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Ulysses S.Grant


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About the Author

Geoffrey Perret was educated at Harvard University and the University of California, Berkeley. He was enlisted in the US Army for three years and is the author of the acclaimed books Ulysses S. Grant and Eisenhower. He lives in England with his wife.


Often dismissed as a butcher general who won his battles by force of numbers, Grant recently has found favor among historians who appreciate his genius in adapting Americans to modern war. Military historian Perret (Old Soldiers Never Die, LJ 3/15/96) joins the march. He paints Grant as a man of no show but much private passion who won by understanding how armies worked and by using the resources at hand. Perret offers some new information and insight into Grant's private life and character but does not advance much in terms of Grant's generalship, the nature of war, or an understanding of the age. Weak in political and social history but strong on the military side, Perret's readable book does not match up with William McFeely's largely negative biography, Grant (LJ 2/15/87), or Brooks Simpson's adulatory Let Us Have Peace (Univ. of North Carolina, 1991), but it does give a balanced view. For large public and academic libraries. [Previewed in Prepub Alert, LJ 4/1/97.]‘Randall M. Miller, St. Joseph's Univ., Philadelphia

Perret (Old Soldiers Never Die) regards Grant as the greatest soldier the U.S. has ever seen, and believes that his greatness has been obscured because of the lack of drama in his life. Unlike William Sherman, Grant did not suffer a nervous breakdown midway through the Civil War; unlike Robert E. Lee, he had no crisis of conscience over where his loyalties belonged. He was happily and conventionally married. Even his vices were undramatic: he was a sloppy drunk rather than a brooding alcoholic. Yet Perret's Grant is anything but ordinary. He emerges here as a rustic romantic who never settled down, but instead found his vital center in his personal relationships and in his own sense of identity. Grant was an unobtrusive master of the theory, history and craft of war, but he was unconcerned with showing off his knowledge for his own advantage. Grant knew who he was, and for him that was enough, although this inner directedness made it difficult for even close friends and associates to understand him. At times, Perret overstates his case, arguing that Grant was surrounded by dimwits and lackeys instead of the solid personal and professional supporters that in fact enabled his military talents. Perret's relentless stressing of Grant's wisdom results in an overly sympathetic biography. On balance, however, this volume stands among the finest comprehensive treatments of the man who did more than anyone except Lincoln to restore the Union. Photos not seen by PW. (Sept.)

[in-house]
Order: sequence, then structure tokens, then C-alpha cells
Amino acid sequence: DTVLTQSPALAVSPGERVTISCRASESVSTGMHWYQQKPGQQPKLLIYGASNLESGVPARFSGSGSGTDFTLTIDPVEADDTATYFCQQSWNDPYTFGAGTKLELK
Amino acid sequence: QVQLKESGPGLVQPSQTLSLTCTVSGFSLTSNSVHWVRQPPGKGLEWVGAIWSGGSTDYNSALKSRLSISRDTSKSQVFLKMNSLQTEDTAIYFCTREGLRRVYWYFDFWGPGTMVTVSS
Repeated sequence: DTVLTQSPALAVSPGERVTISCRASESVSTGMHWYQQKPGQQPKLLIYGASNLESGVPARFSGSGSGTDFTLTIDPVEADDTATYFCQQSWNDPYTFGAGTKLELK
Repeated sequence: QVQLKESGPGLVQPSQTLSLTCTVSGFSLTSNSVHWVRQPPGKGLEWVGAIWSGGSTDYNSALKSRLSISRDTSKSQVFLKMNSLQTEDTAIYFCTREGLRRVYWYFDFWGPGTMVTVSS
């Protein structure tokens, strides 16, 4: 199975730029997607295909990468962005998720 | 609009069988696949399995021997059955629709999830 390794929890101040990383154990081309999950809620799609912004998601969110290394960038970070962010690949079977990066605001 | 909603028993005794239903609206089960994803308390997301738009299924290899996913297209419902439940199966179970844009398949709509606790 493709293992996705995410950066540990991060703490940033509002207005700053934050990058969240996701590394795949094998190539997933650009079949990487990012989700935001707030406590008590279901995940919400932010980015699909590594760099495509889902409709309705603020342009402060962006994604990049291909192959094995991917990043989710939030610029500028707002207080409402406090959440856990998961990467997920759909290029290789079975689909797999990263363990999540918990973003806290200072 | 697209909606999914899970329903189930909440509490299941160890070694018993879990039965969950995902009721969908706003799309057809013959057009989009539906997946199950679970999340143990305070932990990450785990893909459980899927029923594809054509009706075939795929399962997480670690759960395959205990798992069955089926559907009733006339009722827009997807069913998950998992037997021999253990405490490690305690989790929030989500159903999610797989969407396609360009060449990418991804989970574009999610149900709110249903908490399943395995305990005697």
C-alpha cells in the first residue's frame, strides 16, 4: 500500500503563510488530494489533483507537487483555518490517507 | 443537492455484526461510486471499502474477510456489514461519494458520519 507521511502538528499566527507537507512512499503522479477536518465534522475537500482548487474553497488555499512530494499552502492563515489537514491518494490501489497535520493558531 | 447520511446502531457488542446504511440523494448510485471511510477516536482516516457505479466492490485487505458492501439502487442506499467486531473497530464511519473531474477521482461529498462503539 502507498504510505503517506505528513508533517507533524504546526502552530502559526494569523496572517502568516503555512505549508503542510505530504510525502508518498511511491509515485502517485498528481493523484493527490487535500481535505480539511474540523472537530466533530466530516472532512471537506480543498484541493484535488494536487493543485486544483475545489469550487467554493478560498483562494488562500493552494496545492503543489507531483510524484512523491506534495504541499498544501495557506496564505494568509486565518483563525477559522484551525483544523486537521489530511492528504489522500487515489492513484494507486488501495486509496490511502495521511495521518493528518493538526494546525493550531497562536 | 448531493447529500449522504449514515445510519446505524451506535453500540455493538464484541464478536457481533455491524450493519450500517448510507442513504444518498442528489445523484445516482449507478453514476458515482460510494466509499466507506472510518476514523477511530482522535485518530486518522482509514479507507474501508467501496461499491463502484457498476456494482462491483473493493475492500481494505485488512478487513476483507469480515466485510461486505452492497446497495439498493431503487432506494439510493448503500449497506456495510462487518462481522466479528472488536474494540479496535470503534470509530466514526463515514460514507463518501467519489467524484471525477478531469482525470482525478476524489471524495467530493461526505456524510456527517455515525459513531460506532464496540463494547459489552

" Thanks to Perret's own skill at exposing the inner dynamics of warfare, the reader comes to understand what actually happened on Civil War battlefields. His color-
ful and lucid accounts of military engagements, which constitute the bulk of the book, make Perret a worthy successor to Bruce Catton, James M. McPherson, and others who have captured the drama and tragedy of the Civil War."
--Eric Foner, The New York Times Book Review

" I was impressed by the sweep and power of the narrative. Readers will find a Grant they never before encountered . . . a compelling book."
--John Y. Simon, editor, The Papers of Ulysses S. Grant " The Grant that emerges is astonishingly human. . . . In lively prose, Perret delivers a vivid portrait of a resolute man in a tumultuous century, courageously and cease-
lessly moving forward despite any setback."
--The Boston Globe " What distinguishes this narrative are Perret's bristling style and his skillful blend of tactical analysis and conventional biography. . . . Perret persuasively presents a man who endured and conquered all: binge drinking, rivals, false friends, and even the cancer that could not stop him from completing his memoirs."
--Kirkus Reviews Ulysses S. Grant's story is one of the great American adventures. Geoffrey Perret's account, based on extensive research and using new material, offers fresh insights into Grant the commander and Grant the president. Perret describes Grant's innovative military genius and his efforts to lead the rich, industrialized United States as the first modern president. From a frontier boyhood to West Point; from heroic feats in the Mexican War to electoral triumph; from his two-year journey around the world to his final battle to finish his Personal Memoirs; Grant is wholly captured in this absorbing and exciting account. Geoffrey Perret's other books include Old Soldiers Never Die: The Life of Douglas MacArthur and A Country Made by War. He was educated at Harvard and the University of California at Berkeley.

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